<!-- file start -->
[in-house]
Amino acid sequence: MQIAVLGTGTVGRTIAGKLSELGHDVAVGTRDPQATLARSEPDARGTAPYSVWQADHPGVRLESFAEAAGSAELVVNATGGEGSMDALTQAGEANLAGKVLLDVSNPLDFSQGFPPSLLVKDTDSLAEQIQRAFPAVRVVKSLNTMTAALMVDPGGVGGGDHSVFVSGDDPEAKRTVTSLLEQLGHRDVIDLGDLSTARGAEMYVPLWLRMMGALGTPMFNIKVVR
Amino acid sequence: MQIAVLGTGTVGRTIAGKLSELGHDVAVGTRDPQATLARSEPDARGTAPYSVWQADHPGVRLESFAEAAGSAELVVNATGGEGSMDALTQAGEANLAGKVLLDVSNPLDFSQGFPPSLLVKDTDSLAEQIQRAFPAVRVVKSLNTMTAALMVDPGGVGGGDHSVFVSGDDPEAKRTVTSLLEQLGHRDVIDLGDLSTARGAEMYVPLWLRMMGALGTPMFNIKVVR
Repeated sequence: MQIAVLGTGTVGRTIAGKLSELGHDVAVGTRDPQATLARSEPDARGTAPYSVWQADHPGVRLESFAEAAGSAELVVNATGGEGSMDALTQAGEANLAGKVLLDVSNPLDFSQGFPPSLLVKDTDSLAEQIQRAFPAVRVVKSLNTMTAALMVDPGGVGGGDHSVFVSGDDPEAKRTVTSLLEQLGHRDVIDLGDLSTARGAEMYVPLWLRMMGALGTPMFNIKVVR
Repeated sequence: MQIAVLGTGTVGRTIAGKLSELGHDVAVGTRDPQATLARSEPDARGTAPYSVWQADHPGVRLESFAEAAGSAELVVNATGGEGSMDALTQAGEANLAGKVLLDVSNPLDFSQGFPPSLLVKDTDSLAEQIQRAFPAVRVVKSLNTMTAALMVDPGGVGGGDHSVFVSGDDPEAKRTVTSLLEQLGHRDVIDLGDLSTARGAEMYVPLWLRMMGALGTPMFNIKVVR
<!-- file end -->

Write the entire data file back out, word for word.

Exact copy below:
[in-house]
Amino acid sequence: MQIAVLGTGTVGRTIAGKLSELGHDVAVGTRDPQATLARSEPDARGTAPYSVWQADHPGVRLESFAEAAGSAELVVNATGGEGSMDALTQAGEANLAGKVLLDVSNPLDFSQGFPPSLLVKDTDSLAEQIQRAFPAVRVVKSLNTMTAALMVDPGGVGGGDHSVFVSGDDPEAKRTVTSLLEQLGHRDVIDLGDLSTARGAEMYVPLWLRMMGALGTPMFNIKVVR
Amino acid sequence: MQIAVLGTGTVGRTIAGKLSELGHDVAVGTRDPQATLARSEPDARGTAPYSVWQADHPGVRLESFAEAAGSAELVVNATGGEGSMDALTQAGEANLAGKVLLDVSNPLDFSQGFPPSLLVKDTDSLAEQIQRAFPAVRVVKSLNTMTAALMVDPGGVGGGDHSVFVSGDDPEAKRTVTSLLEQLGHRDVIDLGDLSTARGAEMYVPLWLRMMGALGTPMFNIKVVR
Repeated sequence: MQIAVLGTGTVGRTIAGKLSELGHDVAVGTRDPQATLARSEPDARGTAPYSVWQADHPGVRLESFAEAAGSAELVVNATGGEGSMDALTQAGEANLAGKVLLDVSNPLDFSQGFPPSLLVKDTDSLAEQIQRAFPAVRVVKSLNTMTAALMVDPGGVGGGDHSVFVSGDDPEAKRTVTSLLEQLGHRDVIDLGDLSTARGAEMYVPLWLRMMGALGTPMFNIKVVR
Repeated sequence: MQIAVLGTGTVGRTIAGKLSELGHDVAVGTRDPQATLARSEPDARGTAPYSVWQADHPGVRLESFAEAAGSAELVVNATGGEGSMDALTQAGEANLAGKVLLDVSNPLDFSQGFPPSLLVKDTDSLAEQIQRAFPAVRVVKSLNTMTAALMVDPGGVGGGDHSVFVSGDDPEAKRTVTSLLEQLGHRDVIDLGDLSTARGAEMYVPLWLRMMGALGTPMFNIKVVR